This is part 3 of a 3-part series discussing the relationship between math and language, as presented by Kathleen Aiken Babineau, M.S., CCC-SLP.
We have already talked about vocabulary involved in math, including symbolic, content, and academic vocabulary as well as research in this area. Now, we have reached the best part- what can we do to help? Some strategies are discussed below with some examples. Please note that these are offered as suggestions only. Each child may have his/her own individual strengths/weakness and additional support may be required.
First, the English language has over 450,000 words (estimated by Chall, 1987), meaning we must be selective in what words we teach. When selecting words, consider how relevant and meaningful the word is to the child- the more relevant, the more learning.
Once you have selected words, try some of the strategies below:
- Math Journal/ Vocabulary folder. This is a place for your child to journal about new words. They can create their own definitions and illustrations. Have them review it and talk about the words.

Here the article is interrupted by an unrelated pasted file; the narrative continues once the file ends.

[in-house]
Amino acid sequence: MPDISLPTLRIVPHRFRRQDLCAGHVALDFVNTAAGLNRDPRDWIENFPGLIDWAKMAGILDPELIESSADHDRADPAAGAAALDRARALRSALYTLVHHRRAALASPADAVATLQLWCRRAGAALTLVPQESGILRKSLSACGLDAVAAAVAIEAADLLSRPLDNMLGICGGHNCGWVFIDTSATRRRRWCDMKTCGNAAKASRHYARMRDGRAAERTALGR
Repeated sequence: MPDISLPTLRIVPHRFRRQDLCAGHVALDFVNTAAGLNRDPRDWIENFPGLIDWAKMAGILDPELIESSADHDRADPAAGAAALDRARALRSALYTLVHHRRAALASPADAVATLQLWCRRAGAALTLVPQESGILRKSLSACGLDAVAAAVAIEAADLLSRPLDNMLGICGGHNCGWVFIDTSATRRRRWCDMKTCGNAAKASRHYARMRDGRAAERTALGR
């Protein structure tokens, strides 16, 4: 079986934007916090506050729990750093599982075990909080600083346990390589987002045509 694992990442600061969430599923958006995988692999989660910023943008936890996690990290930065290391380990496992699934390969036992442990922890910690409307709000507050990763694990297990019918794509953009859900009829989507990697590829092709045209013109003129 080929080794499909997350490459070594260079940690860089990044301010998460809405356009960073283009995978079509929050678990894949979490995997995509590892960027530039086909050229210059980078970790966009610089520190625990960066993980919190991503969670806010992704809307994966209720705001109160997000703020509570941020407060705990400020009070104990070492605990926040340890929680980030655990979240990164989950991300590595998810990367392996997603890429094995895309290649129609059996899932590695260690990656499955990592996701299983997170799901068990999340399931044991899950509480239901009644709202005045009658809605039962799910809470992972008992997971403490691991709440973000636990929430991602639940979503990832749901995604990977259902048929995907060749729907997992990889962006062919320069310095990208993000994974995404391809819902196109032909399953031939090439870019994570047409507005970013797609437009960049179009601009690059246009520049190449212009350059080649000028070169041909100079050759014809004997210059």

- Math Dictionary. This may include making pictures, posters, or vocabulary cards that illustrate the meaning of different math words and terms. Have the child share them with siblings or other family members to provide the repeated exposure to a word that is essential for learning.
- Create a “math cheat” sheet using a 1-2 sided sheet of paper for quick reference in the classroom. This may include having sections for units of measurement (e.g., inches, feet, yards) with visuals or a section for all terms that involve addition (e.g., plus, sum, all together, combined), subtraction, fractions, division, and multiplication.
- Play games that incorporate math vocabulary. This might include word searches (there are many available online), Hangman, “I’m thinking of a word that…”, crossword puzzles, or just describing words while playing a game.
- Pre-teach vocabulary by reviewing at home before the lesson. Describe and explain words and provide examples.
- Talk about how new words are similar or different from words the child already knows
- Try to make “associations” between words by linking them to other words or ideas. For instance, you could talk about fractions while enjoying a pizza or a pie together on a Saturday night. This provides your child with opportunity to use the word and tie it to personal experience.
- Keep an eye out for math concepts and vocabulary while reading with your child. This creates yet another way for your child to make links and “experience” the word. Some suggestions are include The Napping House by Don and Audrey Wood as well as Bringing the Rain to Kapiti Plain by Verna Aardema.